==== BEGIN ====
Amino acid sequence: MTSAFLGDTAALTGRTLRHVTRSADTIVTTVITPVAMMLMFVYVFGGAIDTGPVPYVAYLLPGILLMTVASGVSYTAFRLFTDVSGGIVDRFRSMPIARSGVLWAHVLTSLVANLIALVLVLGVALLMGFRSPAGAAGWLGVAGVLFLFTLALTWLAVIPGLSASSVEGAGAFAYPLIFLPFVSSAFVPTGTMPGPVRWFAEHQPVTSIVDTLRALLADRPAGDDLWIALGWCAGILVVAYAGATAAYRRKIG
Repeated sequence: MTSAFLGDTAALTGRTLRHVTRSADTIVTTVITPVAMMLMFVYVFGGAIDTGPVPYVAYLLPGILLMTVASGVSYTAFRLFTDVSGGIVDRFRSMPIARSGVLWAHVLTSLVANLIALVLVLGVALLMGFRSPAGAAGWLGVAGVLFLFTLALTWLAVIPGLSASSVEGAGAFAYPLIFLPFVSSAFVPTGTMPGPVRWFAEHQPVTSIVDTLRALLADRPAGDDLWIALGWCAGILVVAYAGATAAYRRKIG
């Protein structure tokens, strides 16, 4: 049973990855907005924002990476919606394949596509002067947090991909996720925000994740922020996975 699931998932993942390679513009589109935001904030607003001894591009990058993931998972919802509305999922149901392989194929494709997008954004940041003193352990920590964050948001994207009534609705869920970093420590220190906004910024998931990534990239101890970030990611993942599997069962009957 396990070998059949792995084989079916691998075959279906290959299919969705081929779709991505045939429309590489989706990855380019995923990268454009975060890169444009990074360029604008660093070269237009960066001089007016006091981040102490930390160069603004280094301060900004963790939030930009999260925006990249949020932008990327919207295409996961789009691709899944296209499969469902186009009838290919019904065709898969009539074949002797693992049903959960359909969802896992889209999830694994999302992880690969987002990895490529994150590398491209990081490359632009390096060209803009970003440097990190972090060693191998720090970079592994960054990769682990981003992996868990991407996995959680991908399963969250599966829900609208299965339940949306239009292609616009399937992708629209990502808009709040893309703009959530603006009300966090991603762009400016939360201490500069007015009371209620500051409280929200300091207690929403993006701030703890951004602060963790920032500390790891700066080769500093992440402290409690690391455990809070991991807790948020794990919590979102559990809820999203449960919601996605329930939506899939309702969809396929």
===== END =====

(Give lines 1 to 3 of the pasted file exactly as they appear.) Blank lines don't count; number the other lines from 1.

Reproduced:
Amino acid sequence: MTSAFLGDTAALTGRTLRHVTRSADTIVTTVITPVAMMLMFVYVFGGAIDTGPVPYVAYLLPGILLMTVASGVSYTAFRLFTDVSGGIVDRFRSMPIARSGVLWAHVLTSLVANLIALVLVLGVALLMGFRSPAGAAGWLGVAGVLFLFTLALTWLAVIPGLSASSVEGAGAFAYPLIFLPFVSSAFVPTGTMPGPVRWFAEHQPVTSIVDTLRALLADRPAGDDLWIALGWCAGILVVAYAGATAAYRRKIG
Repeated sequence: MTSAFLGDTAALTGRTLRHVTRSADTIVTTVITPVAMMLMFVYVFGGAIDTGPVPYVAYLLPGILLMTVASGVSYTAFRLFTDVSGGIVDRFRSMPIARSGVLWAHVLTSLVANLIALVLVLGVALLMGFRSPAGAAGWLGVAGVLFLFTLALTWLAVIPGLSASSVEGAGAFAYPLIFLPFVSSAFVPTGTMPGPVRWFAEHQPVTSIVDTLRALLADRPAGDDLWIALGWCAGILVVAYAGATAAYRRKIG
């Protein structure tokens, strides 16, 4: 049973990855907005924002990476919606394949596509002067947090991909996720925000994740922020996975 699931998932993942390679513009589109935001904030607003001894591009990058993931998972919802509305999922149901392989194929494709997008954004940041003193352990920590964050948001994207009534609705869920970093420590220190906004910024998931990534990239101890970030990611993942599997069962009957 396990070998059949792995084989079916691998075959279906290959299919969705081929779709991505045939429309590489989706990855380019995923990268454009975060890169444009990074360029604008660093070269237009960066001089007016006091981040102490930390160069603004280094301060900004963790939030930009999260925006990249949020932008990327919207295409996961789009691709899944296209499969469902186009009838290919019904065709898969009539074949002797693992049903959960359909969802896992889209999830694994999302992880690969987002990895490529994150590398491209990081490359632009390096060209803009970003440097990190972090060693191998720090970079592994960054990769682990981003992996868990991407996995959680991908399963969250599966829900609208299965339940949306239009292609616009399937992708629209990502808009709040893309703009959530603006009300966090991603762009400016939360201490500069007015009371209620500051409280929200300091207690929403993006701030703890951004602060963790920032500390790891700066080769500093992440402290409690690391455990809070991991807790948020794990919590979102559990809820999203449960919601996605329930939506899939309702969809396929």